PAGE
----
His Chamber Concerto for Horn, Violin and Bassoon won first place in the 1987 International Horn Composition Contest; his second symphony, Saturnian Verses, was a finalist in the 1991 ASCAP Nissim Awards. In 1992, his ballet score, entitled Forever Yesterday, was broadcast on National Public Radio’s Performance Today. The Modern Art Sextet in Berlin, Germany, performed House of Sky, released on CRS, in 1989. Among the several compact discs featuring Wolking’s orchestral music are the “Music of Six Continents” Series presenting two single-movement works for symphony orchestra: Methenyology and A Luta Continua. Pangaea for symphony orchestra, a programmatic representation of continental drift, was premiered by The Fairbanks Symphony and recorded on CRS. Reaching, commissioned by the Chilean chamber music group Ensemble Bartok, was recorded by the Canyon Lands Chamber Ensemble and released on the Centaur label album, "New Music From Utah". Another Centaur release featured Wolking’s arrangements of Gershwin for two pianos and voice. Wolking’s catalogue encompasses over twenty compositions for orchestra, including two four-movement symphonies, a ballet, eight concertos, four fantasies, five jazz works, a tango and a fanfare. His continual immersion in a wide variety of musical styles (as a performing trombonist), and his tireless advocacy for new music in the Great Basin and Pacific Northwest make him a viable composer, vital to the arts scene in the Western United States. As implied by their titles, many of Wolking’s orchestral works carry associations with the landscapes of Utah and surrounding area: Goblin Valley (1988), commissioned by Christopher Wilkins for the Utah Symphony, refers to a state park in southern Utah on the eastern edge of the San Rafael desert. Bear Songs of 1993 was for the Bear Lake Music Festival on the border of southeastern Idaho and northeastern Utah. Others reflect the jazz and big band heritage which informs most of what he writes: “Lyric” for a Jazzman (1988) and Methenyology (a reference to contemporary jazz guitarist Pat Metheny) were both commissioned by Christopher Wilkins for the Utah Symphony; Blues Fantasy was commissioned by the same conductor for the Colorado Springs Symphony. Wolking is a person deeply inspired by the outdoors and natural environment, and grounded in a huge, practical jazz tradition.The Utah Symphony premiered several of his works, including his six movement, 30 minute trombone concerto, Trombone Tales, that was premiered by Larry Zalkind.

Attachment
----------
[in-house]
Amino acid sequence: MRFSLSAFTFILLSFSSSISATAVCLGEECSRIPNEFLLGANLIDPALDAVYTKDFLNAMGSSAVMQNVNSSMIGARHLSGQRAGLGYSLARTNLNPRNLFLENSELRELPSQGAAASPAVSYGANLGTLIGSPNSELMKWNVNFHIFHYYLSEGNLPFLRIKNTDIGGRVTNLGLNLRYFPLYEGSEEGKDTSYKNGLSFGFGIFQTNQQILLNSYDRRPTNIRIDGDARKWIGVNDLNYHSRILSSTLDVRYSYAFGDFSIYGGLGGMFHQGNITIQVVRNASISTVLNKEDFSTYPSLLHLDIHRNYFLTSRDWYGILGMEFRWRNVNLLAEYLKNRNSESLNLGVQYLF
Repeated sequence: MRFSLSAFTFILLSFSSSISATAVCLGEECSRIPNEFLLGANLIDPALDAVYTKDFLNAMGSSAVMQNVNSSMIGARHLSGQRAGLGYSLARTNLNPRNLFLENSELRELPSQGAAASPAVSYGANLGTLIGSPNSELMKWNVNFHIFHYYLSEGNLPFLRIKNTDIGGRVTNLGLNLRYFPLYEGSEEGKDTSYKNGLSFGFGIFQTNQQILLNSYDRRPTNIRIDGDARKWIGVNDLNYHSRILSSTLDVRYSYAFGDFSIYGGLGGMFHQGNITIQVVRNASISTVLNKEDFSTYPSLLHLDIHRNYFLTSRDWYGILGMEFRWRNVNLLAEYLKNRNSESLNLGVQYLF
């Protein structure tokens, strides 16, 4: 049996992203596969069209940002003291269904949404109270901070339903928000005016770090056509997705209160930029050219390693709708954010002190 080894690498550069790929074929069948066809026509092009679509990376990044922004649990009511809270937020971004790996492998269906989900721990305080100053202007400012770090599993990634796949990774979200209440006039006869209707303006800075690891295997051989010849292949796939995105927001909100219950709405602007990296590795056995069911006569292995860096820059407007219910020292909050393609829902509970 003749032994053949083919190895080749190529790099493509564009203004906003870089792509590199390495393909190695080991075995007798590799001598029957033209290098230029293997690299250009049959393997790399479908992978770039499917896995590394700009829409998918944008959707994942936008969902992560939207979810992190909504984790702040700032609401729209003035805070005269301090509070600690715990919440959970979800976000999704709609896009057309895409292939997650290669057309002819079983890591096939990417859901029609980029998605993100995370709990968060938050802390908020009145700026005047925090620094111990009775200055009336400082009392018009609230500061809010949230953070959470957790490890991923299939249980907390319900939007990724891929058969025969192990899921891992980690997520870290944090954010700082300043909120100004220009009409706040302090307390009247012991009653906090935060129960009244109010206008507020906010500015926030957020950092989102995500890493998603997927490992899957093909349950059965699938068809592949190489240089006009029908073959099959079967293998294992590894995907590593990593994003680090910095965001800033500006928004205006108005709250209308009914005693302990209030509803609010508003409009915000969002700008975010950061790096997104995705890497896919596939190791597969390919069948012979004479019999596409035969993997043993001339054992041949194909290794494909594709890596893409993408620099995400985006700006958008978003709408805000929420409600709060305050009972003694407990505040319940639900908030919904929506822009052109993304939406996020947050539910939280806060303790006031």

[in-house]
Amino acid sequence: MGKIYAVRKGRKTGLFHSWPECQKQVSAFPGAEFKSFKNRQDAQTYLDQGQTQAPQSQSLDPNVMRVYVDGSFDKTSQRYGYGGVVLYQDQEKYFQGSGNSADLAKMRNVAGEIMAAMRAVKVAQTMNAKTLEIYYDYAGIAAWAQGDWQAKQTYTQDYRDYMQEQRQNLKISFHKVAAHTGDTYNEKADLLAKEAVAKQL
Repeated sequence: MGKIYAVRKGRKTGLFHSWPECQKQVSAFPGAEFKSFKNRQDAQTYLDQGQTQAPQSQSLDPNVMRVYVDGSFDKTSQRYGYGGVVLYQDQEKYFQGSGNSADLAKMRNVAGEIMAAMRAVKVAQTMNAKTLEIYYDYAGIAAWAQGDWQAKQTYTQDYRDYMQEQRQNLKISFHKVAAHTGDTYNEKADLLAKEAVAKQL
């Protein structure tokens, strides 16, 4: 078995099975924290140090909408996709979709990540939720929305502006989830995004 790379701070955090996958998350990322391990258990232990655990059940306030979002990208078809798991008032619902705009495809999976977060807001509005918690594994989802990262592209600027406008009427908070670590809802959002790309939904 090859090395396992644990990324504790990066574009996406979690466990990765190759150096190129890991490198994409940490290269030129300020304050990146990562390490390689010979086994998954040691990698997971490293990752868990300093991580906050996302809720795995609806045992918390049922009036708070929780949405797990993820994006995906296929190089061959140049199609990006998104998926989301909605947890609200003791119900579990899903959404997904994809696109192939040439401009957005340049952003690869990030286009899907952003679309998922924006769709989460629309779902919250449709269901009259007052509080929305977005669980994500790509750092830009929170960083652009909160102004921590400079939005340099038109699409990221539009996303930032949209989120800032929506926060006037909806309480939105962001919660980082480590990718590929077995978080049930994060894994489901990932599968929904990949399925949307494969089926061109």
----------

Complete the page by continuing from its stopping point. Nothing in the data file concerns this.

His most recent recording, "In Sea" is a jazz big band album that was released on Big Round Records in 2016. A classical album, 'Cross Connection' was also recently released on the Navona label. It has received glowing reviews and features 'Gone Playin' for clarinet and string orchestra, and his string quartet, 'The Old Gypsy.' His all orchestral CD featuring the London Symphony and Warsaw Philharmonic is set to be re-released on the Navona label in 2018. It features Forests, Letting Midnight Out On Bail (a six movement double concerto for two pianos and orchestra) and Powell Canyons, for orchestra and jazz quartet. A new big band recording with the Salt Lake City Jazz Orchestra will be released in late 2018.
Wolking enjoys bringing complex, sometimes seemingly disparate mixes of compositional elements to music that becomes easily approachable for listeners who appreciate its sincere, fresh cosmopolitan character. The gifts of polyrhythms, melodic chorales, and unmistakable grooving inflections of jazz are treated with the same deep sense of artistic integrity and respect as are fanfare motifs, classic musical forms such as waltzes and tangos, the folk sounds of Central and Eastern Europe, and Afro-Cuban rhythms that infuse his various works. He also composed the theme music for the International Sports Broadcasting in connection with the 2002 Winter Olympics held in Salt Lake City, Utah. He currently has over 100 works published by over a half dozen or so major publishers including his own company, Wolking Music Publications. After 39 years serving as the Director of Jazz Studies he recently retired, as a University of Utah Professor Emeritus, to devote himself to full time writing and conducting activities.
CONTACT INFORMATION, PLEASE NOTE NEW ADDRESS
Henry Wolking, 109 Vista Lago Court, Boulder City, NV 89005
801 664 8147
Visit my WMP site at WOLKINGMUSICPUBLICATIONS.COM